According to a recent survey, 24 per cent of British employees would copy electronic data and files to take with them when they leave a company (source: SailPoint). This figure should raise concerns and yet it comes as no surprise.
In fact, a similar survey conducted by Imperva covering 1,000 individuals in London demonstrated how severe this problem really is. That showed 79% of respondents mentioning that either their organisation does not have data removal policies (upon employee departure), or they were unaware of such policy. Furthermore, the vast majority (85%) store corporate data in home computers or personal mobile devices.
This is an immediate consequence of the trend called “consumerisation of IT”. What we are witnessing is a phenomenon where the employees themselves are the ones who are introducing their preferred technologies to the enterprise. Today’s employees are tech-savvy and want their employers to accommodate all these new technologies and devices.
Workers are using social networks as an online collaboration tool. Others are using their personal devices to access the company’s web mail. In fact, according to a Unisys survey in 2010, 95% of workers use self-purchased technology for work. Employers don’t even seem to be aware of how their employees are integrating their own devices into their jobs - in that same survey, workers reported using consumer devices at twice the rate that their employers had suggested.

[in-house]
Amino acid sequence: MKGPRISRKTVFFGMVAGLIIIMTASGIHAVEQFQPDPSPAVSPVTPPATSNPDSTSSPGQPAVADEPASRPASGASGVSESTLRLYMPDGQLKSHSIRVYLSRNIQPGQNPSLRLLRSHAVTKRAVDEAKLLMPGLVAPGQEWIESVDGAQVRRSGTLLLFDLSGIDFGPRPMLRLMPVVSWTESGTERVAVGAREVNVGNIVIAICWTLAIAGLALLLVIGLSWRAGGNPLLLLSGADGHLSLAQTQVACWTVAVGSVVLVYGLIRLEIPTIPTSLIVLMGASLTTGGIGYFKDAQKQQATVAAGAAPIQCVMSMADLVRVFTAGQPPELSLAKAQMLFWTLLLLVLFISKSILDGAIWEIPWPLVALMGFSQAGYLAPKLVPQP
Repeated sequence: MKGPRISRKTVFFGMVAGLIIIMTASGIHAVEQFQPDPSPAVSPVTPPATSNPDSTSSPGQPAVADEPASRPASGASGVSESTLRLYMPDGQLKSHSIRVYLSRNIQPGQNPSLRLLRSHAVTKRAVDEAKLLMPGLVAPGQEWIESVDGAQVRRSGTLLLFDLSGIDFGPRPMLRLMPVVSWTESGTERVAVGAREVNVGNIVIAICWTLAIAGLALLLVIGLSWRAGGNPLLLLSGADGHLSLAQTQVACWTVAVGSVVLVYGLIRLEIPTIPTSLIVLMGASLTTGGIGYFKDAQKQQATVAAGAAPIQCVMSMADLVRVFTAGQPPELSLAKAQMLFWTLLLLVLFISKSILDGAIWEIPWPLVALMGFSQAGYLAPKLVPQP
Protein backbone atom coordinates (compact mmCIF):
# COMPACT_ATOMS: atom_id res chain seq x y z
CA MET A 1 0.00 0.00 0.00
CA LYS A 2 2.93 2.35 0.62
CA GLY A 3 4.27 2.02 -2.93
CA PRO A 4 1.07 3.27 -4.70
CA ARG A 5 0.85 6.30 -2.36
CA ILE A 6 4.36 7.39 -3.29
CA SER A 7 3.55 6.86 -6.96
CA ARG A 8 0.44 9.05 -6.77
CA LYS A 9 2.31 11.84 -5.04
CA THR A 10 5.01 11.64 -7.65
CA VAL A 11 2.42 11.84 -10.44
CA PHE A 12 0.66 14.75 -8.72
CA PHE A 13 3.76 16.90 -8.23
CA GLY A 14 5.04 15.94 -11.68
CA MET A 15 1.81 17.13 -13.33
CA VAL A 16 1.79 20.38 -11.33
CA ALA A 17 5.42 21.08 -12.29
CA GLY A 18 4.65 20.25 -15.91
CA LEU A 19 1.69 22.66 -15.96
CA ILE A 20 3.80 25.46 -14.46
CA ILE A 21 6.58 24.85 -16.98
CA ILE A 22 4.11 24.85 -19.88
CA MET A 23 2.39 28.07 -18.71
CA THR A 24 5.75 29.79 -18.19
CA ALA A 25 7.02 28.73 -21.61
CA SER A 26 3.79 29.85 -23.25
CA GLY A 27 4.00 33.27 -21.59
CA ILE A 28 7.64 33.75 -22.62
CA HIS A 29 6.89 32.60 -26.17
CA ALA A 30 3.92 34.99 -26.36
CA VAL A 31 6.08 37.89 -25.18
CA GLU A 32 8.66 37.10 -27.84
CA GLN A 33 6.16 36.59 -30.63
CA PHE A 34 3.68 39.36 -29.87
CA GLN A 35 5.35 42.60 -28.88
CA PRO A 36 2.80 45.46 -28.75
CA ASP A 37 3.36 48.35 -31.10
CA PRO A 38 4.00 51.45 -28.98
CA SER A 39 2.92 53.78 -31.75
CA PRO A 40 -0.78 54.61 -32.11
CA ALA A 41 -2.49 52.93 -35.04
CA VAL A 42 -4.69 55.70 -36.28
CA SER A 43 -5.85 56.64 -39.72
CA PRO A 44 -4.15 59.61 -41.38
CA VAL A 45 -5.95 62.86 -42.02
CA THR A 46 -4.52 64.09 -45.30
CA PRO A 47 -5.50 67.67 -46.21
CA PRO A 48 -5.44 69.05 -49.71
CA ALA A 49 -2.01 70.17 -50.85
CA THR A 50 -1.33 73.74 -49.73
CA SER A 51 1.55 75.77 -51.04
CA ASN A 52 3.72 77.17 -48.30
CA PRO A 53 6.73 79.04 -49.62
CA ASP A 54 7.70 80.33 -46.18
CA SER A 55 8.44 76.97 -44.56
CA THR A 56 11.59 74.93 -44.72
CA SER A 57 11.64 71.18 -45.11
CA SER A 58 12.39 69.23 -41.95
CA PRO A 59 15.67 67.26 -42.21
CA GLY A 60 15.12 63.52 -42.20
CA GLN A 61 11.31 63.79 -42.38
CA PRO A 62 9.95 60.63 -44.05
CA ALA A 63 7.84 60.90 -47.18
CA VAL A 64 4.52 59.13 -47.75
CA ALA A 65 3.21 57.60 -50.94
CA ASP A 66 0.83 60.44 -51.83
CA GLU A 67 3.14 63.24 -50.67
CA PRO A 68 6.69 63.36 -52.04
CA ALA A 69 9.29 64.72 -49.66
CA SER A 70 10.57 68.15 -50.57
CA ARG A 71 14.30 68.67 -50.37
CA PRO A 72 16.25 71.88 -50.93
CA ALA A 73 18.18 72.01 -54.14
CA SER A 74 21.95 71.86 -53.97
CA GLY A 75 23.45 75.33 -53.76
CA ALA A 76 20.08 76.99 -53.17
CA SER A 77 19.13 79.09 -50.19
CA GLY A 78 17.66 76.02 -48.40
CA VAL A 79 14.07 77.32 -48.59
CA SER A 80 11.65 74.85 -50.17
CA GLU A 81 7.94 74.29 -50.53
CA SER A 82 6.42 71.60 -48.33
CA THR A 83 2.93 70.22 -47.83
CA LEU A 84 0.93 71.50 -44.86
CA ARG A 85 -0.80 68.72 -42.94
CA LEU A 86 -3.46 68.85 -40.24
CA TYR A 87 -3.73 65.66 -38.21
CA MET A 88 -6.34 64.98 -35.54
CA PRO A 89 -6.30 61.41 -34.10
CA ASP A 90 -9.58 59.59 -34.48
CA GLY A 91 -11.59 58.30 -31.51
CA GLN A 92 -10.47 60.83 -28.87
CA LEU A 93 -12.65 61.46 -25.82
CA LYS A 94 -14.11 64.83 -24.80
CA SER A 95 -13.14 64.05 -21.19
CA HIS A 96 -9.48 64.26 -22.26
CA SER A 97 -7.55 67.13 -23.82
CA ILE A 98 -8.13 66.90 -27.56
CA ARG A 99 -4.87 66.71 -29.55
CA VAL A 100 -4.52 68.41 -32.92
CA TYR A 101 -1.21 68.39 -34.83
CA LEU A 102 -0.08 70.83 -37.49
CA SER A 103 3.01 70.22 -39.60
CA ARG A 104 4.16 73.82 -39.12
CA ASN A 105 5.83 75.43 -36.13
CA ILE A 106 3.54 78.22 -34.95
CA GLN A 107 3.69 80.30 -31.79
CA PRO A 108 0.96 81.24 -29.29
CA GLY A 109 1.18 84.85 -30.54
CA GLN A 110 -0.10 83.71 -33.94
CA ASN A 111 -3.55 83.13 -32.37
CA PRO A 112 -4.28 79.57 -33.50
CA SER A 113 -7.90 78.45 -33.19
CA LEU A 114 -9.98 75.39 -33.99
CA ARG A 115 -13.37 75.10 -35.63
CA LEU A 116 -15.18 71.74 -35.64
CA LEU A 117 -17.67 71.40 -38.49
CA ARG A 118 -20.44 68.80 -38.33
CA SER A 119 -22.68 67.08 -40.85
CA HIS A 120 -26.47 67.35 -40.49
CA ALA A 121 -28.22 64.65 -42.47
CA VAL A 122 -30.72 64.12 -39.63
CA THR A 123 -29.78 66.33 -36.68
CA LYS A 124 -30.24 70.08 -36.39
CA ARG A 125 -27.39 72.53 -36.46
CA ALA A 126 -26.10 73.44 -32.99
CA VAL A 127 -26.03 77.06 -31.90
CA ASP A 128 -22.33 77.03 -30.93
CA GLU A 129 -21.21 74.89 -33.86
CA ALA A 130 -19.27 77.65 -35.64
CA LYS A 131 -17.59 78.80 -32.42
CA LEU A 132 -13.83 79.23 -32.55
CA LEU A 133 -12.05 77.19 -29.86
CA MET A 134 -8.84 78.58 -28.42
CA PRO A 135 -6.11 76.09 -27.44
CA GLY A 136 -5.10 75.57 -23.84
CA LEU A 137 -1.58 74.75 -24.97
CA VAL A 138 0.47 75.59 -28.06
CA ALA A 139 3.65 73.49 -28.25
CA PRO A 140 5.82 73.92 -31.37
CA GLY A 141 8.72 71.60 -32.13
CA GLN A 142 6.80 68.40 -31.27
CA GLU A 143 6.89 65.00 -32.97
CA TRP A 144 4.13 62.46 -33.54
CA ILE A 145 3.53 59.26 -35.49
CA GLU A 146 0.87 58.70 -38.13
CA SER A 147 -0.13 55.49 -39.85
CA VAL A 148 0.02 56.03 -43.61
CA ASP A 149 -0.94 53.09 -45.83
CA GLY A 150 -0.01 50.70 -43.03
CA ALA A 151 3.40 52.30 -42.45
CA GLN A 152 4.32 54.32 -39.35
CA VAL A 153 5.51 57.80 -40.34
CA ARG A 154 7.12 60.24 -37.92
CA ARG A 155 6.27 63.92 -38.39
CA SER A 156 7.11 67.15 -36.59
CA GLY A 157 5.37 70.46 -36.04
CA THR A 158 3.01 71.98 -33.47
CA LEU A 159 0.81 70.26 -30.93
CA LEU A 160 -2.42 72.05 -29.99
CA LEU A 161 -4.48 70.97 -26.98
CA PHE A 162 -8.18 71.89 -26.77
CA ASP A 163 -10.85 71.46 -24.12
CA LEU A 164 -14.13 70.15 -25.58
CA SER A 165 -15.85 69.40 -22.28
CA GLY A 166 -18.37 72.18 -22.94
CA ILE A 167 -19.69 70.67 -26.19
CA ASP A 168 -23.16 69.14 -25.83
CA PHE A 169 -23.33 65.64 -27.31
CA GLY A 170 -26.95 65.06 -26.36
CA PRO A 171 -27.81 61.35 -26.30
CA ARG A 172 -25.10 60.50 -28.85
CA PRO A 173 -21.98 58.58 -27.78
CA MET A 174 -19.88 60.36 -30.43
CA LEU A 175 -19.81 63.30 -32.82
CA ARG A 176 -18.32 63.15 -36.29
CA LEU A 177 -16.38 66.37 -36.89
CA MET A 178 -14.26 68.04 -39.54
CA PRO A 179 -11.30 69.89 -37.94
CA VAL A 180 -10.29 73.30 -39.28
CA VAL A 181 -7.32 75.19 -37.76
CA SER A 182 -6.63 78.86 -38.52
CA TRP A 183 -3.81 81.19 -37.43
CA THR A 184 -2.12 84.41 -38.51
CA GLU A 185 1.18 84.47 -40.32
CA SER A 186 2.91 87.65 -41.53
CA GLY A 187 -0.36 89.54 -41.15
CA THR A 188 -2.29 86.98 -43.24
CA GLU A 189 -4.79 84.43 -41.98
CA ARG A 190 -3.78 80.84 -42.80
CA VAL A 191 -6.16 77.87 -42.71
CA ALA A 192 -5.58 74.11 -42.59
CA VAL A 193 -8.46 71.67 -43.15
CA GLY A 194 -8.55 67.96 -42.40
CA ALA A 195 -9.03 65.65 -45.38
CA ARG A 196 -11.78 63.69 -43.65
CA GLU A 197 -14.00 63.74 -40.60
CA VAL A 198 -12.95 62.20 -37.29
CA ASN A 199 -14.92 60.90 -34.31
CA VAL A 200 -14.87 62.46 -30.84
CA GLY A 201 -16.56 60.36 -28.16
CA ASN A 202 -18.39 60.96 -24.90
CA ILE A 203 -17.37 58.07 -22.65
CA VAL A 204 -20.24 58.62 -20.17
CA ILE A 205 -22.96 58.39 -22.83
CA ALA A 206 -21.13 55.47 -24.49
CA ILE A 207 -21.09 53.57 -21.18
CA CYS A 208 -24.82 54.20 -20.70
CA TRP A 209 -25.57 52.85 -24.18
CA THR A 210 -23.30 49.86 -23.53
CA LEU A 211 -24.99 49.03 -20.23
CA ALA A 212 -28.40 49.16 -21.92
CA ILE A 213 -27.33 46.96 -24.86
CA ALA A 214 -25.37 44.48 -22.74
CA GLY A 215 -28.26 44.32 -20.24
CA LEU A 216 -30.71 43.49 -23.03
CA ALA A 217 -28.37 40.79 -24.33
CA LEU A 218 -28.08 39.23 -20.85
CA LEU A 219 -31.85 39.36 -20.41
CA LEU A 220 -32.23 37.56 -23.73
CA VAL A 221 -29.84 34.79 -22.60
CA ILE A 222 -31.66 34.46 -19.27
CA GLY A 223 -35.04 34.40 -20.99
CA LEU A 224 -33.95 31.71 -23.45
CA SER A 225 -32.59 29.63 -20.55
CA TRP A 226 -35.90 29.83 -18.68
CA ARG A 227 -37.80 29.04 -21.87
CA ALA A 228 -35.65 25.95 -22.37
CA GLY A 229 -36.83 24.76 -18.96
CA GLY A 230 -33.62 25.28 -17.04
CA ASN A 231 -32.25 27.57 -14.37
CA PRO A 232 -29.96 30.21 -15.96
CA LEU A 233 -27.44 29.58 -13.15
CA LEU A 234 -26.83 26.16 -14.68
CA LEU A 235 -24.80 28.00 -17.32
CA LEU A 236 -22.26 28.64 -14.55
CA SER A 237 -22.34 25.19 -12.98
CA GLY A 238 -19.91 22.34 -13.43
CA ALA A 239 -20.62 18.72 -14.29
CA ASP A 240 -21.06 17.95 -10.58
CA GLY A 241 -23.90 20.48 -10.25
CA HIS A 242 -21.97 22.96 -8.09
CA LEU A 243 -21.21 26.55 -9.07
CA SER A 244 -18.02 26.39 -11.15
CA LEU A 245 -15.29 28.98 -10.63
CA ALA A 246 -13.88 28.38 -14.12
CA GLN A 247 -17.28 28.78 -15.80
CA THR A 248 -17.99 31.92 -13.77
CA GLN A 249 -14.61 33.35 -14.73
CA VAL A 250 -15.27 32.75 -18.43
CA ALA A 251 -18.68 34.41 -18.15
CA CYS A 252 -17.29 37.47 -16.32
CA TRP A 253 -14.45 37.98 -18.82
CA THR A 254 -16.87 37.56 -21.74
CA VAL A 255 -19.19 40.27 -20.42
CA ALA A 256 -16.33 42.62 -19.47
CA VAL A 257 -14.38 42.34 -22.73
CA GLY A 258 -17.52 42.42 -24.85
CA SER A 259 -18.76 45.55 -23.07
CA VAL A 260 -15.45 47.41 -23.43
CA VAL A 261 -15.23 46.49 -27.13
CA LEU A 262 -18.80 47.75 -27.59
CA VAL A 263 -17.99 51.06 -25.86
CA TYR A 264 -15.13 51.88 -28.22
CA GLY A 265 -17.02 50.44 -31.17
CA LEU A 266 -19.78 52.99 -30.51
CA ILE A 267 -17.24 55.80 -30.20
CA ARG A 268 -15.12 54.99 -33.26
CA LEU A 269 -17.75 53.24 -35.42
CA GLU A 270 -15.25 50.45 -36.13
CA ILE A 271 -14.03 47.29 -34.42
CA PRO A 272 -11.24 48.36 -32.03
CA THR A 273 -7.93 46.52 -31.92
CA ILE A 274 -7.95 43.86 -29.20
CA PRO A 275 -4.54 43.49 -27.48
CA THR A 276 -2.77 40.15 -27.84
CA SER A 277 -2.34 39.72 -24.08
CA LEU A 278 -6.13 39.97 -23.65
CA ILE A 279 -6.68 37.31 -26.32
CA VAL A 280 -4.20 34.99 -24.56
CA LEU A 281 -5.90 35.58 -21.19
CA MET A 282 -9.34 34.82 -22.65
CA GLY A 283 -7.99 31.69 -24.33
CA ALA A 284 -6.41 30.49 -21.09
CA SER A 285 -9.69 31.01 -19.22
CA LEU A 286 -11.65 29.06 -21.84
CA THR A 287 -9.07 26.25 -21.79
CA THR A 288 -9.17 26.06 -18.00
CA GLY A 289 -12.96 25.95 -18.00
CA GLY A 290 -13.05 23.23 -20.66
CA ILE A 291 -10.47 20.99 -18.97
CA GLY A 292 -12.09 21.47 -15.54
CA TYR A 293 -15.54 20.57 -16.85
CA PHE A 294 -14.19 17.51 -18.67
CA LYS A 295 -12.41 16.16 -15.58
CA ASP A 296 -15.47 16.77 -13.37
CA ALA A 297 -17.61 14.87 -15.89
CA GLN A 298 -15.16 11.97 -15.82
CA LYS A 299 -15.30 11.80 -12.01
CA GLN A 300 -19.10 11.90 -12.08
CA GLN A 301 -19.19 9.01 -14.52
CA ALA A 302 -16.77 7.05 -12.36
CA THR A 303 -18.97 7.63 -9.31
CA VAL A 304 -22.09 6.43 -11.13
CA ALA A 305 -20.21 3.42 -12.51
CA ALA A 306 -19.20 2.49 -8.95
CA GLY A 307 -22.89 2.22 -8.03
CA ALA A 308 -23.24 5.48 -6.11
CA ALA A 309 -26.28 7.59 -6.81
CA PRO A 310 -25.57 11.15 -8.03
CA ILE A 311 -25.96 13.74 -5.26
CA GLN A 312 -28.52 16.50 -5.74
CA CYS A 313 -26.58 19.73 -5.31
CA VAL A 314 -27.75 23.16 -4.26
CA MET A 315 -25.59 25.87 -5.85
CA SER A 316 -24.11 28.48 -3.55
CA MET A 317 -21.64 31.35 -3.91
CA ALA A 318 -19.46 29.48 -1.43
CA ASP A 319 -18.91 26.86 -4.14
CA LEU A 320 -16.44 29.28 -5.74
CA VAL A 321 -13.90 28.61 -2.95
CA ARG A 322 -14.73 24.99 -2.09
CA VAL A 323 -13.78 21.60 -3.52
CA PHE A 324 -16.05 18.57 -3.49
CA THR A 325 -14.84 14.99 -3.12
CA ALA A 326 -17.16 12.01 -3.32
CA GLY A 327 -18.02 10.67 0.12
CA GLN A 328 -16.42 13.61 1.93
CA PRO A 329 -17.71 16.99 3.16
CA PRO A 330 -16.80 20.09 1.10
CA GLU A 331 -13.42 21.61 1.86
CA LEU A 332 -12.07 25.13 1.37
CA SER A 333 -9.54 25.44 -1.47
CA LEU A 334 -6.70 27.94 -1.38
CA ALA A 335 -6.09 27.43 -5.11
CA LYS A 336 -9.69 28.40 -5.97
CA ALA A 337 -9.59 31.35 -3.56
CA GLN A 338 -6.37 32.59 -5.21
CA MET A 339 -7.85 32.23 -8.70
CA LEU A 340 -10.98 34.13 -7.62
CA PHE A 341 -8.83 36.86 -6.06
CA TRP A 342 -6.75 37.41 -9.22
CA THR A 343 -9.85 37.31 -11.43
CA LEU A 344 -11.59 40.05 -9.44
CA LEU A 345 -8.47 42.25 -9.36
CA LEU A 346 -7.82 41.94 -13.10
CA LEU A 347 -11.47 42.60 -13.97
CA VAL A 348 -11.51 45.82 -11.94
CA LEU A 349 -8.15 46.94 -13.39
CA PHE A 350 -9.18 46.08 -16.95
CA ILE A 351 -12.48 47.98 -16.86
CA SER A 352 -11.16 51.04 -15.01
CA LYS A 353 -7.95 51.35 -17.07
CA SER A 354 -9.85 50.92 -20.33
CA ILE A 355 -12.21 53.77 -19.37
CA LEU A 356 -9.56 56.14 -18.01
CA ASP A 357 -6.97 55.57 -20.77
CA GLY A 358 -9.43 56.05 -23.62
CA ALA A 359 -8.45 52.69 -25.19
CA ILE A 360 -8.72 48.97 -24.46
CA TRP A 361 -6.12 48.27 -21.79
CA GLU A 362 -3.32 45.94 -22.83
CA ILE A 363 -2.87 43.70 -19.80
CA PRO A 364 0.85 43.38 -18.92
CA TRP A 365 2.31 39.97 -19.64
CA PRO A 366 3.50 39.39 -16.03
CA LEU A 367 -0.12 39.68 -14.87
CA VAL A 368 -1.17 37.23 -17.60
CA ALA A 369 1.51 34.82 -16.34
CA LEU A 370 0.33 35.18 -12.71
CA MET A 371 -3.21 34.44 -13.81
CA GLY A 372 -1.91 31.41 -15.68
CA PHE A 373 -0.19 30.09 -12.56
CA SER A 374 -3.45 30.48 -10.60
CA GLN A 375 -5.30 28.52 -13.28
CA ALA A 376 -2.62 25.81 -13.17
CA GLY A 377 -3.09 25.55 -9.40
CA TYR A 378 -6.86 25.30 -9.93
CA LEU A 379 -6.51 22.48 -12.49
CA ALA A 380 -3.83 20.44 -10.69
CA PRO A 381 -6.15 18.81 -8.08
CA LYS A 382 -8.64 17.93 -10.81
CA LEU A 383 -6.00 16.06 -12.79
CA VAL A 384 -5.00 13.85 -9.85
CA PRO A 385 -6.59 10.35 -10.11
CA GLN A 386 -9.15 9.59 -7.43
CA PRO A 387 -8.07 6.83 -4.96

SailPoint’s survey indicates that 29% of British employees use mobile devices to access the company’s private Intranet or portals. The Unisys survey showed even higher adoption rates among US employees. In recent years we have seen a growing variety of mobile applications that are a gateway to enterprise systems, including CRM, ERP, and document management. On top of this, the devices are consistently growing in terms of storage capacity and web technology adoption.
Consumerisation of IT has left the door open to insider threats. While the common belief is that the insider is usually a corporate spy or a revenge-seeking employee, the reality is more mundane. As it turns out, it is the “average Joe” that represents the most probable threat. Employees enjoy legitimate access to sensitive corporate data while on the job. They use their access privileges to create copies legitimately of the information as they process it for their daily tasks. Upon leaving the organisation, many individuals do not remove these copies of sensitive information and, in some cases, even develop a sense of personal ownership towards it.
This consumerisation has left businesses with diminished control over access to internal perimeter and user behavior at the end point - for example, password policy and storage encryption can not be enforced employee-owned devices. As a consequence, organisations must put more focus on protecting data sources.To do this, they must:
•Enforce strict access controls over critical data based on a business need-to-know level. This should be a process of constantly evaluating user access privileges.
•Monitor access to sensitive corporate data and maintain a detailed audit trail.
•Detect abusive access patterns to sensitive corporate data.